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Abstract—This paper explores the behavior similarity of Internet end hosts in the same network prefixes. We use bipartite graphs to model network traffic, and then construct onemode projection graphs for capturing socialbehavior similarity of end hosts. By applying a simple and efficient spectral clustering algorithm, we perform networkaware clustering of end hosts in the same prefixes into different behavior clusters. Based on informationtheoretical measures, we find that the clusters exhibit distinct traffic characteristics which provides improved interpretations of the separated traffic compared with the aggregated traffic of the prefixes. Finally, we demonstrate the applications of exploring behavior similarity in profiling network behaviors and detecting anomalous behaviors through synthetic traffic that combines Internet backbone traffic and packet traces from real scenarios of worm propagations and denial of service attacks. I.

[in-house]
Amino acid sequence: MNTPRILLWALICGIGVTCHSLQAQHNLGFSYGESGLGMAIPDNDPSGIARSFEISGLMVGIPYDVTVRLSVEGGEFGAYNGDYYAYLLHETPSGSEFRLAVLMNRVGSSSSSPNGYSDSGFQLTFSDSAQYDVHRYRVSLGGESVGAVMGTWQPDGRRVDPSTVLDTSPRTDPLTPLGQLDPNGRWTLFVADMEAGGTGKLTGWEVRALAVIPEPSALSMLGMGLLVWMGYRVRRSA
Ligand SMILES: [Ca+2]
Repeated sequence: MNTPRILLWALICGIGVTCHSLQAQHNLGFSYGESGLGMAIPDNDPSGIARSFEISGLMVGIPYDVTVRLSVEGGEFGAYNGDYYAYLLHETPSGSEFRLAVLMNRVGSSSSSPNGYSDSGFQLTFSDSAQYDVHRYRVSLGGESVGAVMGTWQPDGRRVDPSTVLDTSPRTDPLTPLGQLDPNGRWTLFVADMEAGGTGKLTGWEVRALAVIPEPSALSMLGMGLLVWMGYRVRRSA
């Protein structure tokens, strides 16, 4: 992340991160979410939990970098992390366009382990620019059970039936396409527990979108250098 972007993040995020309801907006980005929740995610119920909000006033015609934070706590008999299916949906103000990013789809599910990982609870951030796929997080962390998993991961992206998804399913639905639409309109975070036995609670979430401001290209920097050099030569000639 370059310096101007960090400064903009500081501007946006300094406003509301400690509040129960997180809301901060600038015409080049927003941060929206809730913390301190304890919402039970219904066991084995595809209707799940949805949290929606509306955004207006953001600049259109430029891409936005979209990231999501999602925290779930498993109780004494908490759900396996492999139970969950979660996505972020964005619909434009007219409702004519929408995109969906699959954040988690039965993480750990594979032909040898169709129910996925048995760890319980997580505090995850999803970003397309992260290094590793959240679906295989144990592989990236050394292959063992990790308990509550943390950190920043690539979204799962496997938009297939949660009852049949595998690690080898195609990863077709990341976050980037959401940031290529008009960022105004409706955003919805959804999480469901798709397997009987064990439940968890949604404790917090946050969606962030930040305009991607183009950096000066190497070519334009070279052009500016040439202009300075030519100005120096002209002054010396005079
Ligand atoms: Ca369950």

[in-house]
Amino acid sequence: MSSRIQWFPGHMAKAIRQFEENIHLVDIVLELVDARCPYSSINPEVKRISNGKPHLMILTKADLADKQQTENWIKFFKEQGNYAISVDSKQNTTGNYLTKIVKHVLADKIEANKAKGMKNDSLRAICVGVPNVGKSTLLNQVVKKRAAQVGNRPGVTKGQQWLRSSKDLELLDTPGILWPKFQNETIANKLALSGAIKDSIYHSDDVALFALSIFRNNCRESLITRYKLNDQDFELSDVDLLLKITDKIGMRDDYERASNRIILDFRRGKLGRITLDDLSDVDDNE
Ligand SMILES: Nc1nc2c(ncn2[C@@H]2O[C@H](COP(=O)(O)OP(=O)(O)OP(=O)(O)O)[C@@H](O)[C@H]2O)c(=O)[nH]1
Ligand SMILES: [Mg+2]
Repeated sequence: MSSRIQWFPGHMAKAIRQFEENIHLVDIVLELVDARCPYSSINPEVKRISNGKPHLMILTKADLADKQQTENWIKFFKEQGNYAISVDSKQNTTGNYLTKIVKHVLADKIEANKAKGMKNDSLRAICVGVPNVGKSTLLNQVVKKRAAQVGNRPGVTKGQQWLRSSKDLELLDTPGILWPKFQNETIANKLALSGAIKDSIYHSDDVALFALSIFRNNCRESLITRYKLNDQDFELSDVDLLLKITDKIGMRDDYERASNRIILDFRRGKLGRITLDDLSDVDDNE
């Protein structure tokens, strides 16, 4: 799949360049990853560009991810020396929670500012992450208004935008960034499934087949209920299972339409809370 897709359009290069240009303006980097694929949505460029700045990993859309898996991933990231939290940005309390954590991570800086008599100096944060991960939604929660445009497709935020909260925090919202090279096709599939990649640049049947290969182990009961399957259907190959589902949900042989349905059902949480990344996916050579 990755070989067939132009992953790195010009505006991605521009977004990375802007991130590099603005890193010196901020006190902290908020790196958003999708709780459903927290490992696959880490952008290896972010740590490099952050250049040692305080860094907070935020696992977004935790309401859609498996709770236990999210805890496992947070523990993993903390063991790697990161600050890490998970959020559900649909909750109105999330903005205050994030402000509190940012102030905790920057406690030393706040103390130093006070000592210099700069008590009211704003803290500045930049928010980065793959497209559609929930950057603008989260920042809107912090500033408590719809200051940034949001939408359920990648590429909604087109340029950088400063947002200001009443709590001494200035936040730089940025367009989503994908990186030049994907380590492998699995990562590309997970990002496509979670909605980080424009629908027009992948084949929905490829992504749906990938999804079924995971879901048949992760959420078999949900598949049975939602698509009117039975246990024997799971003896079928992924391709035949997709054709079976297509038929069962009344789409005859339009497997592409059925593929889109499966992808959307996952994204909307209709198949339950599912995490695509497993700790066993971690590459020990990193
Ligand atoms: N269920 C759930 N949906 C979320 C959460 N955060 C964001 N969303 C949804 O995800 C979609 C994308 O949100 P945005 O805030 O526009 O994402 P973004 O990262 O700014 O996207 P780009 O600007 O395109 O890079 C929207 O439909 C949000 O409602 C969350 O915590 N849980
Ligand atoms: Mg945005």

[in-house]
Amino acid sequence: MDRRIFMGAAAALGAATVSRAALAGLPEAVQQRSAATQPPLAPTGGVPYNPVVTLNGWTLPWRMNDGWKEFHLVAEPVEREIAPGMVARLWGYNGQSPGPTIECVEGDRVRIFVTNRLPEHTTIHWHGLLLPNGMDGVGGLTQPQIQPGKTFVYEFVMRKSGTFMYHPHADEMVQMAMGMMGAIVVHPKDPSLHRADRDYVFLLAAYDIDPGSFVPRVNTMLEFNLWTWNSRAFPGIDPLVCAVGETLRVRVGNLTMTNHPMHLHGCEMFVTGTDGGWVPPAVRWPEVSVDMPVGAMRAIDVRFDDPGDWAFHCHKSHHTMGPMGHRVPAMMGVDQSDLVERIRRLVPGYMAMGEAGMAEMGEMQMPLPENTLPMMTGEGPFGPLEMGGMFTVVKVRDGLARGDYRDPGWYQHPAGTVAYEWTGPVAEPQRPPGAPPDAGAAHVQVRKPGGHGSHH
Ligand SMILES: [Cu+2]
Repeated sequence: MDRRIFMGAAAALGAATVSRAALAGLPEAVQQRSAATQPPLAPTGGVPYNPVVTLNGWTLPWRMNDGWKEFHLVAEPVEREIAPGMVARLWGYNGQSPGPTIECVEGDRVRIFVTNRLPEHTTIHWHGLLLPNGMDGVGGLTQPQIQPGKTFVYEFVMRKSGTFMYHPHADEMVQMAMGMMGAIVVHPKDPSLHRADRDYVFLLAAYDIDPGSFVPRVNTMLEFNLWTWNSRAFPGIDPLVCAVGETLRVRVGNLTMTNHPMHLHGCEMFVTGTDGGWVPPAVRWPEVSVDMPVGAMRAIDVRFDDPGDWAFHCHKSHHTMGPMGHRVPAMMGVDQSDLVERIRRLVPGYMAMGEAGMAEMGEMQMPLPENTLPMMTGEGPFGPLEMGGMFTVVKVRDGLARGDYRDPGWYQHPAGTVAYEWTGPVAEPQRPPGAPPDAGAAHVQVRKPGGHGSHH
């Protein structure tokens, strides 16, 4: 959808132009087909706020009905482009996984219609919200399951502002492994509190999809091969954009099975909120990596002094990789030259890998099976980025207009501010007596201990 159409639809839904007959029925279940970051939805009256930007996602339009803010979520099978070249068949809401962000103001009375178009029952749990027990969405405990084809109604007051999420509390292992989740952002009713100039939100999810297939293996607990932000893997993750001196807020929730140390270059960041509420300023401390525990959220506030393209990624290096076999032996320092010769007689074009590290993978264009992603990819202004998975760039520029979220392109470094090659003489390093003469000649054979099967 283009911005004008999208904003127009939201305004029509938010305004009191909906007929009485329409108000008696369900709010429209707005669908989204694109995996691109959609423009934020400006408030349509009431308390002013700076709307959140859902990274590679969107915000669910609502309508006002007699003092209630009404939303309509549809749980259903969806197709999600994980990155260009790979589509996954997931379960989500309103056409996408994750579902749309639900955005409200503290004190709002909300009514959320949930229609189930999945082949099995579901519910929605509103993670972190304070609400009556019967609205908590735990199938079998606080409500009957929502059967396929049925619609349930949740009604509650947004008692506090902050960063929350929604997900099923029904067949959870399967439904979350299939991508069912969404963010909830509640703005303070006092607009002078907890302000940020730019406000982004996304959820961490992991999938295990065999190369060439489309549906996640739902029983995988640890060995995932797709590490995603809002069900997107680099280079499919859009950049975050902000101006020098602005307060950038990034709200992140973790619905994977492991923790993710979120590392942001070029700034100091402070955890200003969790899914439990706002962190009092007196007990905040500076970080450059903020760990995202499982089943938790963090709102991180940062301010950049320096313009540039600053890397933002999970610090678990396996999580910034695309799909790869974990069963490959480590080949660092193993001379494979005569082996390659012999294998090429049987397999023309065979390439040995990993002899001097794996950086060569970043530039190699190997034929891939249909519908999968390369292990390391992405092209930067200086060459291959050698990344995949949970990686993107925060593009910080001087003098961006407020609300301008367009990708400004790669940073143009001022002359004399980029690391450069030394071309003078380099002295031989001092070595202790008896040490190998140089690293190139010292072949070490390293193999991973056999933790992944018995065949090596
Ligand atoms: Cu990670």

ªKnowledge Discovery
 in Large Spatial Databases,º Proc. Far East Workshop Geographic Information Systems
, 1993
"... method for placing traceroutelike topology ..."
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Complex Network Metrology
"... In order to study some complex networks like the Internet, the Web, social networks or biological networks, one first has to explore them. This gives a partial and biased view of the real object, which is generally assumed to be representative of the whole. However, up to now nobody knows how and ho ..."
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Cited by 4 (1 self)